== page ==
As I mentioned earlier this week, I wrote a brief scene in The Thieves of Traska that has me conflicted. While writing it, I didn’t go into too much detail because the action and violence wasn’t the focus. But that little editor voice we all have in our heads won’t let me proceed until I figure out whether it reads like it should, or like the writer downed too much coffee too late in the day and just blazed through before bed. And it also shouldn’t read like I’m putting Claire through the wringer just to win some sympathy points.
That’s where you all come in! Please read through the scene and leave a comment!
A shadow moved through the light seeping through the cracks around the door, and before Claire could reach for it, the door swung open. With his arms crossed, the muscles built by years of hard labor bulging ominously, Reed filled the doorway. His lips were pressed together in a thin line, his face almost as red as his hair.
A lump formed in her throat. Had she really hoped he wouldn’t already know what she’d done? Stupid. Reed always knew what she was up to.
“What are you doing here?” he asked.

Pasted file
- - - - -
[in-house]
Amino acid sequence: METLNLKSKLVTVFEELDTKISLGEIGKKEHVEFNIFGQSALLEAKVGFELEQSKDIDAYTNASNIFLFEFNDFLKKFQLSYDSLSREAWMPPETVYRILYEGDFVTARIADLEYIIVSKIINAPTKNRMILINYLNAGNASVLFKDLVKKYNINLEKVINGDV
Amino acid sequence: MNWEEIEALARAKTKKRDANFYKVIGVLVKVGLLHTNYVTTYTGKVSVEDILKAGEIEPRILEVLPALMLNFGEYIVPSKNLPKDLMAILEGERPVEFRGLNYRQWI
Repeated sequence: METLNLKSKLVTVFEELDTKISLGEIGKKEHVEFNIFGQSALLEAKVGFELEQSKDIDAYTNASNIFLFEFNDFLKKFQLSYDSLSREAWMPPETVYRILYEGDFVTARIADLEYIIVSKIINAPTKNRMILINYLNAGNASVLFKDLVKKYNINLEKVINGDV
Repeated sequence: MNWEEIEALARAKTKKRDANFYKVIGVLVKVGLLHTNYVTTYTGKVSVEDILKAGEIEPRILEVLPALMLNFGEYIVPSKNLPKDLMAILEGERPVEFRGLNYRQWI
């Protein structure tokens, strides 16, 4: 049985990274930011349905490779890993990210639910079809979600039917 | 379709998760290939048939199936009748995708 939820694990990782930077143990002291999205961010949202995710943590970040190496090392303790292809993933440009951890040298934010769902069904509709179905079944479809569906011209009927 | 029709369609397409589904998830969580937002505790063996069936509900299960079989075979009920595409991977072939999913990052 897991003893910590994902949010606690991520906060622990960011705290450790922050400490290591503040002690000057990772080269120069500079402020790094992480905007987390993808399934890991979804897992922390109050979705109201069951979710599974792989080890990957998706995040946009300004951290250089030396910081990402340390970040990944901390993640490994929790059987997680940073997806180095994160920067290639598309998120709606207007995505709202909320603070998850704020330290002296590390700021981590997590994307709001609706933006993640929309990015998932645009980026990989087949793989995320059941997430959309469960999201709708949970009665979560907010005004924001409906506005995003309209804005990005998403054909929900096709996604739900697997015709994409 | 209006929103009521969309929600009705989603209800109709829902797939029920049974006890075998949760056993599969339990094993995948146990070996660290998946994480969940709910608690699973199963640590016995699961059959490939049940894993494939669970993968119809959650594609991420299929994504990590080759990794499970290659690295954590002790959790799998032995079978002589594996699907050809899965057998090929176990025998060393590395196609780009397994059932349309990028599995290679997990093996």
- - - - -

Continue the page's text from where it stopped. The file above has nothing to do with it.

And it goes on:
Cold fear trickled down her spine. She almost wished she was back in the windowless cell. “I came home.” She winced inwardly; she sounded weak even in her own ears.
“You think I’d let a lying thief sleep under my roof?” He crossed the distance between them in three strides and took her by the shoulders, shaking her. “Do you?” She shook her head mutely. She knew where she’d be sleeping tonight. “Filth like you belongs in a gutter.”
She closed her eyes when he drew his hand back. She felt each stinging blow, felt the blood on her face, and eventually the cold ground under her cheek. One eye cracked open, searching for Reed’s blurred outline in the darkness. He was there, one hand around her ankle as he dragged her to a nearby tree. Without a word, he propped her up against it and tied her hands on the other side of the trunk. It was always the same whenever he caught her stealing; he’d make her return whatever it was, then she spent the night tied to this tree. In the morning, she’d go back to work in the fields.
She rested her head against the tree, clarity slowly returning. “Reed,” she croaked. “What happened with Garrison?” Silence stretched on so long, she thought he’d already gone inside. Then she heard his voice right in her ear.
“I told you he was arrested.” He paused. “Did you see him while you were in jail?” She nodded weakly, wincing at the bark grating her face. “I would have thought they’d hanged him already.”
“Tomorrow,” she said. “The jailor said he’d hang tomorrow morning.”
“Good. There’s a rope for every mangy thief in the world. I’m glad he’s found his. And if you ever try stealing anything ever again, I’ll put the rope around your neck myself.”
She heard quiet footsteps and sighed in relief that he was leaving. Darkness was starting to drag her under, and she welcomed it. Rest called to her, and not even the pained cries and sounds of fighting nearby would keep her from it.